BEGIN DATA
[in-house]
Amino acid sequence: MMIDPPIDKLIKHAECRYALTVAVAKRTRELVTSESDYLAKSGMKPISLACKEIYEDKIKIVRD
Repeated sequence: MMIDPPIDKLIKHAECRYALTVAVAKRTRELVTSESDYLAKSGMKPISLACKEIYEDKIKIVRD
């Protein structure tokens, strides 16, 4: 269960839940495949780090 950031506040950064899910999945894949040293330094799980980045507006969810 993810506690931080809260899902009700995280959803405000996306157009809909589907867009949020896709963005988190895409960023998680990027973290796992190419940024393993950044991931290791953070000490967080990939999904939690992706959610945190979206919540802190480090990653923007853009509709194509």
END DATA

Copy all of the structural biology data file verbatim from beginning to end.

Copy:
[in-house]
Amino acid sequence: MMIDPPIDKLIKHAECRYALTVAVAKRTRELVTSESDYLAKSGMKPISLACKEIYEDKIKIVRD
Repeated sequence: MMIDPPIDKLIKHAECRYALTVAVAKRTRELVTSESDYLAKSGMKPISLACKEIYEDKIKIVRD
């Protein structure tokens, strides 16, 4: 269960839940495949780090 950031506040950064899910999945894949040293330094799980980045507006969810 993810506690931080809260899902009700995280959803405000996306157009809909589907867009949020896709963005988190895409960023998680990027973290796992190419940024393993950044991931290791953070000490967080990939999904939690992706959610945190979206919540802190480090990653923007853009509709194509």